& Other Stories
Much admired in Europe, Landolfi has been called "the Italian Kafka"; he is often linked with the Surrealists, and in the intellectual quality of his fantasy there are certain affinities with Borges; but beyond these superficial comparisons, his is a truly unique––and fascinating––art. It is based in a prodigious imagination, a very curious sense of humor and a rare command of irony.
In 1964, with the stories of Gogol’s Wife, New Directions introduced English language readers to the indelibly strange Italian master Tommaso Landolfi. Each tale is more astonishing than the next (what with a sacrilegious ape and an inflatable wife), though the stories are all delivered in a smooth and oddly decorous way. Casting its spell, this combination of the outré and the well-mannered unnerves the reader. The stories’ duality is the stuff of nightmares, though the author’s real nightmare, according to his champion Italo Calvino, is 'that nothingness does not exist.'
Praise For Gogol's Wife: & Other Stories…
— Michael Peck - The Believer
Extraordinary—it is Landolfi's clean, deliberate style that is so striking: that, combined with a lovely freedom of invention, allowed him to bring off this incredibly pure potion of the grotesque and the ludicrous. It is difficult to praise Gogol's Wife too highly—it is an occasion for joy, comparable to the belated recent translation and discovery by the English reading public of Machado de Assis and Jorgue Luis Borges.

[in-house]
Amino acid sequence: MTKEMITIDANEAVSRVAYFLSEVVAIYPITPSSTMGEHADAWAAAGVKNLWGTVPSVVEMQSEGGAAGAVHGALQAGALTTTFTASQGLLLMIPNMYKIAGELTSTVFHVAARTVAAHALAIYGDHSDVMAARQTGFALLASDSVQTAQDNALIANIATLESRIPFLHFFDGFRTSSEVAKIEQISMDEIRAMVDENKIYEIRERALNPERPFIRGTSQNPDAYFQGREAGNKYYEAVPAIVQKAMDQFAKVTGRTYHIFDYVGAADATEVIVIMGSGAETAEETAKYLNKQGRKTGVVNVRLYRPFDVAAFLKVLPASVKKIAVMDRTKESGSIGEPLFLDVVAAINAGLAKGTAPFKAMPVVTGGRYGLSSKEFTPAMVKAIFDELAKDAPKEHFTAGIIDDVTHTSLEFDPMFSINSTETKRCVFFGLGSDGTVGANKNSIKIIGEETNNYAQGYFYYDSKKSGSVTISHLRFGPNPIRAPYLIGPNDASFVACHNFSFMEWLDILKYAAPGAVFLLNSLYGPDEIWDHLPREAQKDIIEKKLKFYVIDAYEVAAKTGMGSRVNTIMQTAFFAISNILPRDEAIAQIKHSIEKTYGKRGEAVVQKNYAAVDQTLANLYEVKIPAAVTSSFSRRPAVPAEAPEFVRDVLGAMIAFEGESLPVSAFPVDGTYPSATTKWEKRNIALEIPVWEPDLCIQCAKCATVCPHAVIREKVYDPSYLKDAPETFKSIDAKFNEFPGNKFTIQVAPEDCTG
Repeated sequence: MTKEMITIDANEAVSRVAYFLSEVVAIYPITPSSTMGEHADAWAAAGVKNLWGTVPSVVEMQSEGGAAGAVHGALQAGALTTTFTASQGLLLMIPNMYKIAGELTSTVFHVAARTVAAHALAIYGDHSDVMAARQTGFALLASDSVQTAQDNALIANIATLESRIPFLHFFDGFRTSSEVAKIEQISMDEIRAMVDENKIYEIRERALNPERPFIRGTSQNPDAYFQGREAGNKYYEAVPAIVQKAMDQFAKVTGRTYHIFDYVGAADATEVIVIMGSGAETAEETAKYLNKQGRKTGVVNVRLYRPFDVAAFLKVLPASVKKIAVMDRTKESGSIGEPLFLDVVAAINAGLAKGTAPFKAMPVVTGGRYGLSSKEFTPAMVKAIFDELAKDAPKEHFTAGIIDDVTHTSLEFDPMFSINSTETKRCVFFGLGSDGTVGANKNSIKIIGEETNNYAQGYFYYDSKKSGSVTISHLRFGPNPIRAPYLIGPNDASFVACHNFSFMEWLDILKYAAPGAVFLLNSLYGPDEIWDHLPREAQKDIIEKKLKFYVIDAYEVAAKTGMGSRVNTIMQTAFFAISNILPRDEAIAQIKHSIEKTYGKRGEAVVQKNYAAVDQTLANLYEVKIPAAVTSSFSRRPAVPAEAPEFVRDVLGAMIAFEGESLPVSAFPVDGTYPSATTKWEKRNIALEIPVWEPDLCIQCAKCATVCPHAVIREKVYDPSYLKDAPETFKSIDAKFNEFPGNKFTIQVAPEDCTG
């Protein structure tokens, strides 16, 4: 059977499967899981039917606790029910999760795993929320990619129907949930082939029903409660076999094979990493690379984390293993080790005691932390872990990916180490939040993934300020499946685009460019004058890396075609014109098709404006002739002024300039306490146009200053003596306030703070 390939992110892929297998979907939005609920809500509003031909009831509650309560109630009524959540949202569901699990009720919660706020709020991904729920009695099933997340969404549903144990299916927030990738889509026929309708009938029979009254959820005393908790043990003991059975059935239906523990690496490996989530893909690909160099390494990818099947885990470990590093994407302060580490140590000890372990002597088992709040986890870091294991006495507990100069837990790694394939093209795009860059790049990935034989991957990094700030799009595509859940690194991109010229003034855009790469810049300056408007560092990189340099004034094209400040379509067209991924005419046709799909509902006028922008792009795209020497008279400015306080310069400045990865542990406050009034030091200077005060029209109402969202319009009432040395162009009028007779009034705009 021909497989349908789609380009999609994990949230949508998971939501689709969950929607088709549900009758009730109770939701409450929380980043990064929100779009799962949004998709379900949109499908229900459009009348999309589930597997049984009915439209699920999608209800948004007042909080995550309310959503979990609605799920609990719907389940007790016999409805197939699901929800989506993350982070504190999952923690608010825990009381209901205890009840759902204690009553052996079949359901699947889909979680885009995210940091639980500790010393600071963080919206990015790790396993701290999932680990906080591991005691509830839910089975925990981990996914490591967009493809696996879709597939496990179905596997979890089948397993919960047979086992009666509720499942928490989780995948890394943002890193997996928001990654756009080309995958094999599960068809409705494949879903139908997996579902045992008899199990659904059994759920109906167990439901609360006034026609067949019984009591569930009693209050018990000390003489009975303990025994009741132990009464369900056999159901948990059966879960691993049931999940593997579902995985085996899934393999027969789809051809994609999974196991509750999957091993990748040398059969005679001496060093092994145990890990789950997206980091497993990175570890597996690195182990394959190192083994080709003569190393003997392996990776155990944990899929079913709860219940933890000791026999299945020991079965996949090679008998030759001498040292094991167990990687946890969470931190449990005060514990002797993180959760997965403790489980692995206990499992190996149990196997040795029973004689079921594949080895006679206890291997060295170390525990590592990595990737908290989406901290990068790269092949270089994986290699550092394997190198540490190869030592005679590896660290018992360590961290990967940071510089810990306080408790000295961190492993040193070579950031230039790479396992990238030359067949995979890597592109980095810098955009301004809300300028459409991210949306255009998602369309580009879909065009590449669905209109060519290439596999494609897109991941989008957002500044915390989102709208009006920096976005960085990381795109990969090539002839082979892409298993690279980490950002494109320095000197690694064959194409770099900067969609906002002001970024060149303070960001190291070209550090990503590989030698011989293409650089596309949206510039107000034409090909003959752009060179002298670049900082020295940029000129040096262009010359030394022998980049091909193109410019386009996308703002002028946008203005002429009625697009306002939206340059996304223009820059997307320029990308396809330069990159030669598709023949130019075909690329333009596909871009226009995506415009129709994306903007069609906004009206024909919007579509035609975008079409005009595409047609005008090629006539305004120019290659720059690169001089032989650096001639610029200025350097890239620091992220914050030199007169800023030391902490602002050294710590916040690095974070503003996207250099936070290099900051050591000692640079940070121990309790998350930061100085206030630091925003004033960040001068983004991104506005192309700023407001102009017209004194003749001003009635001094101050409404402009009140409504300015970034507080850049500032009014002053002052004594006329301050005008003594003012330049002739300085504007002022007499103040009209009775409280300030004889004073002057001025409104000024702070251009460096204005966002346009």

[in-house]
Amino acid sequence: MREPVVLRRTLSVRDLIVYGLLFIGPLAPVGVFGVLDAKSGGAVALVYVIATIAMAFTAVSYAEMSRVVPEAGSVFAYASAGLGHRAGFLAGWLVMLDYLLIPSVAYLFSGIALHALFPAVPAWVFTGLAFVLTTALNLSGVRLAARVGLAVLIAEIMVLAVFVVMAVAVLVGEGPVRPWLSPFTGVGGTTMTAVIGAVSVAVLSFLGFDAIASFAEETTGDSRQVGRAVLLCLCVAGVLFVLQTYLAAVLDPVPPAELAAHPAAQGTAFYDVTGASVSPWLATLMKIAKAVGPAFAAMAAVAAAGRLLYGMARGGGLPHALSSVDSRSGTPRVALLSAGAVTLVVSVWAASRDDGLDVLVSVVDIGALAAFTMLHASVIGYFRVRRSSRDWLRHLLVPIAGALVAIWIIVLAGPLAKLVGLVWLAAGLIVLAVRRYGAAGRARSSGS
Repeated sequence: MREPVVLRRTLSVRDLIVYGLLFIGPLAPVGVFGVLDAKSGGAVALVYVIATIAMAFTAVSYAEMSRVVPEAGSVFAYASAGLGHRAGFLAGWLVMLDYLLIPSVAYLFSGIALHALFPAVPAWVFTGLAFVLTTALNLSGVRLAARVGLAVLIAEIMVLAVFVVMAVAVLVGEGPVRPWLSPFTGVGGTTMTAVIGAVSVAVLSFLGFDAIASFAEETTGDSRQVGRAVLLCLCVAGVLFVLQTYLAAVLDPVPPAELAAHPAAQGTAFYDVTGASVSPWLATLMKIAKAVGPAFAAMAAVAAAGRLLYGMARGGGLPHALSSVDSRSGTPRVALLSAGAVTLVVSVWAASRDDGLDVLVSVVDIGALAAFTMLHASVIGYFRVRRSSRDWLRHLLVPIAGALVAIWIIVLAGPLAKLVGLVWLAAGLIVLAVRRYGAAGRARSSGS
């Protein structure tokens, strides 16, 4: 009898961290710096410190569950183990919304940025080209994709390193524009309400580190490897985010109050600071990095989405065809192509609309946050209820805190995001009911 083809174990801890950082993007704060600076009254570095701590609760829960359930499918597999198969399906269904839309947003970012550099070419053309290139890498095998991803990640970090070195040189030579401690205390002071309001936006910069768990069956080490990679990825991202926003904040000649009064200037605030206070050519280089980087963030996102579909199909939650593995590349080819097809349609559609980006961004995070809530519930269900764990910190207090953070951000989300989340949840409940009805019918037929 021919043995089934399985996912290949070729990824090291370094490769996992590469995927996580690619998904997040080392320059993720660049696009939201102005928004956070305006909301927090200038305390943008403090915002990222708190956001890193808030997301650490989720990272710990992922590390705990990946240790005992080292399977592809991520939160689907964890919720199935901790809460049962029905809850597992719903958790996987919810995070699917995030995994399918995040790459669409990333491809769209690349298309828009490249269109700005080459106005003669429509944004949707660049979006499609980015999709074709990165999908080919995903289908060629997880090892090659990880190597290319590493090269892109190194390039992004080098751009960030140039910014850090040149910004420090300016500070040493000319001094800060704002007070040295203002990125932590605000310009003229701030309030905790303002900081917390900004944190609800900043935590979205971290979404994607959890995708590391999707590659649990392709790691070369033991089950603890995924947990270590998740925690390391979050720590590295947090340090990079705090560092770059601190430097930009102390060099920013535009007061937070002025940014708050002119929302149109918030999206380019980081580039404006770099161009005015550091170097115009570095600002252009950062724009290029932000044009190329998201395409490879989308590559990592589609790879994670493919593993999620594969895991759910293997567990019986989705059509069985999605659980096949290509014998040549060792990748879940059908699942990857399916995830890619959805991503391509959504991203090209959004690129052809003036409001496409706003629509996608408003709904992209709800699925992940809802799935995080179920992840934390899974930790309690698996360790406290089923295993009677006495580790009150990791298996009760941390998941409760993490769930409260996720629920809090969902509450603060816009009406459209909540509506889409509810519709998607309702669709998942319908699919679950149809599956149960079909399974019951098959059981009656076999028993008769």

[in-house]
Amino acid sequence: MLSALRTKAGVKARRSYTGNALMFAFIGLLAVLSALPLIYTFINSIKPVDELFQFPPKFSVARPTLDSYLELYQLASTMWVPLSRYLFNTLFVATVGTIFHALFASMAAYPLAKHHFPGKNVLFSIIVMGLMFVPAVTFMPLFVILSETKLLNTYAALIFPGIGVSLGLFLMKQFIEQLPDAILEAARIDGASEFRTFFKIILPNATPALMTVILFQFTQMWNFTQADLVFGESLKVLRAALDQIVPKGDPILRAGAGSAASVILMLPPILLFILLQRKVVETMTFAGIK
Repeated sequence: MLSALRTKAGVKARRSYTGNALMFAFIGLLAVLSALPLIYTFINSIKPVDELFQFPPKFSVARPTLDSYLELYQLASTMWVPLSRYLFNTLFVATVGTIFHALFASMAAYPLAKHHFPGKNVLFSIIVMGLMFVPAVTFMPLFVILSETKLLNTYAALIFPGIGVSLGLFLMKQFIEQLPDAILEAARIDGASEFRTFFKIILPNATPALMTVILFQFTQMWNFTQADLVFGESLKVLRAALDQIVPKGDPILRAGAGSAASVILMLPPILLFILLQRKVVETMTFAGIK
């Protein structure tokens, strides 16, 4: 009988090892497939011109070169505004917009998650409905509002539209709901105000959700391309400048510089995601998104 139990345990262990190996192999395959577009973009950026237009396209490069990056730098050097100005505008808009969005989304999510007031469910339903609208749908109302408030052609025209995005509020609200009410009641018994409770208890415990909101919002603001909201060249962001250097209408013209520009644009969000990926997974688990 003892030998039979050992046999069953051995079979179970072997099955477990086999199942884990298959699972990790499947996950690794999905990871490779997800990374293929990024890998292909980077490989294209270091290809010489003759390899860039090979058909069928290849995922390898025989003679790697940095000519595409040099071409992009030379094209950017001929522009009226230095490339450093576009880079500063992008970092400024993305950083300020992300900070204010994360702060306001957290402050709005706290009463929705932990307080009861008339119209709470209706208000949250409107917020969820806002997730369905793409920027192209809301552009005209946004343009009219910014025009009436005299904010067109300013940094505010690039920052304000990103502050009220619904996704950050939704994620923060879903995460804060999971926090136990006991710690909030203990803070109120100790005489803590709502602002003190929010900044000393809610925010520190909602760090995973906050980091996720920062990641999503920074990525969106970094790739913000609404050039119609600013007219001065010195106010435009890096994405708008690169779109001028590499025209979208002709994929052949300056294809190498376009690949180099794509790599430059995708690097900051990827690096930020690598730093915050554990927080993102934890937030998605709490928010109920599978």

— Susan Sontag - The New York Review of Books
The triumphant Gogol’s Wife by the modern Italian short-story writer Tommaso Landolfi, is perhaps the funniest and most unnerving story that I’ve yet read—Landolfi’s Gogol (who might have been invented by Kafka or by Borges) has married a rubber balloon, a splendidly inflatable dummy who assumes different shapes and sizes at her husband’s whim.
— Harold Bloom
New Directions, 9780811200806, 187pp.
Publication Date: January 17, 1963